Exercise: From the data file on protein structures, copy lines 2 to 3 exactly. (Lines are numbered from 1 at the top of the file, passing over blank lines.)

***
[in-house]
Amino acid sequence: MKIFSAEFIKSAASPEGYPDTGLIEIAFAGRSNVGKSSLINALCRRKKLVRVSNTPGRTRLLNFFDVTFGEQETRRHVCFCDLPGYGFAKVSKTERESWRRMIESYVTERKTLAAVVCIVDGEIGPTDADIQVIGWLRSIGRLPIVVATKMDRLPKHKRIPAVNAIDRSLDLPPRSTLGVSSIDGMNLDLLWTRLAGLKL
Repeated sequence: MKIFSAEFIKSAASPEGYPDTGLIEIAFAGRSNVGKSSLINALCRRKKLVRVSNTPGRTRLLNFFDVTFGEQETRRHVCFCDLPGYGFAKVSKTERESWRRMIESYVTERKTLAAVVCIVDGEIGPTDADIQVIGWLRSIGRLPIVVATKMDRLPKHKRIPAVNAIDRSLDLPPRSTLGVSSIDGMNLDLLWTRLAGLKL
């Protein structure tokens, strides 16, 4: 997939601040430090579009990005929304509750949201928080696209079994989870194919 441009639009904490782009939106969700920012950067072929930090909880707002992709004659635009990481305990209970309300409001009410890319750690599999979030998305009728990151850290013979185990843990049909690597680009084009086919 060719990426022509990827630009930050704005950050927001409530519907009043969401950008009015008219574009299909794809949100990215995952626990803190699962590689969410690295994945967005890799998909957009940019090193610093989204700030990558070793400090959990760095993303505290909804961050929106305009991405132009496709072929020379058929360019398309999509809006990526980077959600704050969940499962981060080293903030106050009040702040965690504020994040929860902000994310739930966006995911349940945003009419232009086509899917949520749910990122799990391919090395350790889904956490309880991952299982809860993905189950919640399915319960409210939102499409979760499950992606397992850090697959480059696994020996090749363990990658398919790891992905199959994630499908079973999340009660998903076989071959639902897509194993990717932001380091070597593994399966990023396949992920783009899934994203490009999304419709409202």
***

Amino acid sequence: MKIFSAEFIKSAASPEGYPDTGLIEIAFAGRSNVGKSSLINALCRRKKLVRVSNTPGRTRLLNFFDVTFGEQETRRHVCFCDLPGYGFAKVSKTERESWRRMIESYVTERKTLAAVVCIVDGEIGPTDADIQVIGWLRSIGRLPIVVATKMDRLPKHKRIPAVNAIDRSLDLPPRSTLGVSSIDGMNLDLLWTRLAGLKL
Repeated sequence: MKIFSAEFIKSAASPEGYPDTGLIEIAFAGRSNVGKSSLINALCRRKKLVRVSNTPGRTRLLNFFDVTFGEQETRRHVCFCDLPGYGFAKVSKTERESWRRMIESYVTERKTLAAVVCIVDGEIGPTDADIQVIGWLRSIGRLPIVVATKMDRLPKHKRIPAVNAIDRSLDLPPRSTLGVSSIDGMNLDLLWTRLAGLKL